Our heroes join the military effort, are separated, and find themselves in a world of harsh corporal punishment and extreme violence. They are trained, they learn what death is, and their souls are stripped away. They are soon on distant planets firing their guns into an onslaught of GCI super-creatures, yelling in rage, eager to kill as many bugs as possible. There is never a moment when they stop to ask what the bugs are, or what is hoped to be gained. They merely follow orders, gathering on ships, entering battlefields, eager to shoot. They are all cogs in a greater military machine, behaving the way a good soldier ought to.
To digress for a moment: Many Hollywood blockbusters tend to thrive on – or at least commonly repeat – old, now well-known screenwriting tropes derived from Joseph Campbell’s Hero’s Journey. Ordinary World, Call to Adventure, etc. etc. That narrative has been used so frequently in Hollywood movies that is has become a natural instinct within the mind of several generations of filmgoers. We all now inherently expect films to follow a very certain pattern, and certain audiences are uncomfortable with any film that deviates from that pattern.
The American military seems to know that The Hero’s Journey is now part of our cultural consciousness, and seeks to sell a very specific narrative when they construct recruitment propaganda for young people. If you’ve seen American recruitment videos, you see this starkly at work. You leave the ordinary world and enter a world of adventure. There will be hardships, but your service will be significant and the emotions will be heightened. You will return changed, but better off. This is a narrative that is often wielded by presidential administrations that seek to increase military violence. Don’t ask what the politicians want, dear soldier. Only concern yourself with your new role in your own Hero’s Journey.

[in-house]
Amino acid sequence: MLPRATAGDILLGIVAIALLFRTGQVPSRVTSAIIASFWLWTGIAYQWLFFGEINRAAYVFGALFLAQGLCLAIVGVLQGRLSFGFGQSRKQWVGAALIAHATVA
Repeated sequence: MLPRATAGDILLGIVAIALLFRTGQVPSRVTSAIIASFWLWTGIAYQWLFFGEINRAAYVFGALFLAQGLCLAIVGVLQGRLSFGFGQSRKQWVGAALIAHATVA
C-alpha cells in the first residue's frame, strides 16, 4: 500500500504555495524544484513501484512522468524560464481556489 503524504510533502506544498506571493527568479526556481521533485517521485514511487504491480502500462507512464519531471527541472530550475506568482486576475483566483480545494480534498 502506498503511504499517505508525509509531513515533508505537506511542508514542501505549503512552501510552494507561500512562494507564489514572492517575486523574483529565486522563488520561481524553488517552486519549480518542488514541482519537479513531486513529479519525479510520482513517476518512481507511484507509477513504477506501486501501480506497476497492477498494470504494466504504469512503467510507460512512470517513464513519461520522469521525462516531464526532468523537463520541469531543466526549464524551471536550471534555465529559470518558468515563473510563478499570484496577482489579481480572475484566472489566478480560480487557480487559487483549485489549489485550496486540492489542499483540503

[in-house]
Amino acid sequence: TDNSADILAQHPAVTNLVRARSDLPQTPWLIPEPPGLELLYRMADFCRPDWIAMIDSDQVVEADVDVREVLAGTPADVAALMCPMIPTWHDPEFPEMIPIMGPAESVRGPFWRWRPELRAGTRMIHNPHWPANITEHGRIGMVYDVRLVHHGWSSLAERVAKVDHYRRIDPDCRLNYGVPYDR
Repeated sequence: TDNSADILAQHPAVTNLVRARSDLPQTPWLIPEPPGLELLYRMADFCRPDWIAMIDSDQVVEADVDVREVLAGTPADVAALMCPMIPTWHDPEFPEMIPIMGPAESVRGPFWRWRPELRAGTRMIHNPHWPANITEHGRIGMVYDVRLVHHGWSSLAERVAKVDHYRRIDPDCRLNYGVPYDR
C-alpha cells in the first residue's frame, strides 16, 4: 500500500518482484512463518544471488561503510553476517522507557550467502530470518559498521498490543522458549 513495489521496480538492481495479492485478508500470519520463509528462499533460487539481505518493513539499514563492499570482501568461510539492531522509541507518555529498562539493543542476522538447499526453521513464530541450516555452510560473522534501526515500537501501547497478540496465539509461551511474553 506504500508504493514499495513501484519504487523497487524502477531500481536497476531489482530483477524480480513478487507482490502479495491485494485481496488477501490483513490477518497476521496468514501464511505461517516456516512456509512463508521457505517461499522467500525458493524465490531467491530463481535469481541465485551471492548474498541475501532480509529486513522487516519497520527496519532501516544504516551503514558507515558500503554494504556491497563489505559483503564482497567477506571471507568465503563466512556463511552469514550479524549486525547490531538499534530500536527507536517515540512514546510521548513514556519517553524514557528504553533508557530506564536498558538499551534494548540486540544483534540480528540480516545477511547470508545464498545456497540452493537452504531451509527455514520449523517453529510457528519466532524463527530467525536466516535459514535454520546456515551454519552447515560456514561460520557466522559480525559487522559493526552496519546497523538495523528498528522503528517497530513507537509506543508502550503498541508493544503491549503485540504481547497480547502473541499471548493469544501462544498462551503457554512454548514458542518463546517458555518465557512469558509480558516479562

Starship Troopers seeks to deconstruct that very basic expectation. Verhoeven has invented characters that have clearly swallowed this military myth that they, too, can take part in their own Hero’s Journey. What they are doing, the propaganda ensures them, is mythic and glorious. In making them so vapid and cold, however, audiences are able to look at them more objectively and see them as the cogs they are. They live in a society that requires an enemy and eternal combat. And now we are generations removed from any questions. This, Verhoeven seems to be arguing, is what the future will look like once the military industrial complex has taken over. No more empathy. No more intelligence. Just good looking youngsters blindly serving the machine.
Near the end of the film, Harris – mildly psychic – puts his hand on the forehead of a capture bug leader. He reads it’s thoughts. “It’s afraid!” he happily yells. The hundreds of soldiers surrounding him lift their guns in triumph, cheering in joy. They are so happy to be feared.
Despite all the dark, satirical subtext, though, Starship Troopers is no drag. Verhoeven, the man behind RoboCop and Showgirls, knows how to make a bright, fun, funny flick that will elicit more thrill and laughter than it will hand-wringing depression; this is no All Quiet on the Western Front. People return to Starship Troopers again and again because it’s simply fun to watch. As stated above, its action is a blast. Indeed, it broke a record for the most number of bullets fired in a film (a record that I believe was bested the following year by the current record-holder, The Replacement Killers).
Come for the violence, enjoy the bug-blasting, giggle at the overblown melodrama, ogle the young cast, and then stay for the quiet dissection of all forms of military thinking.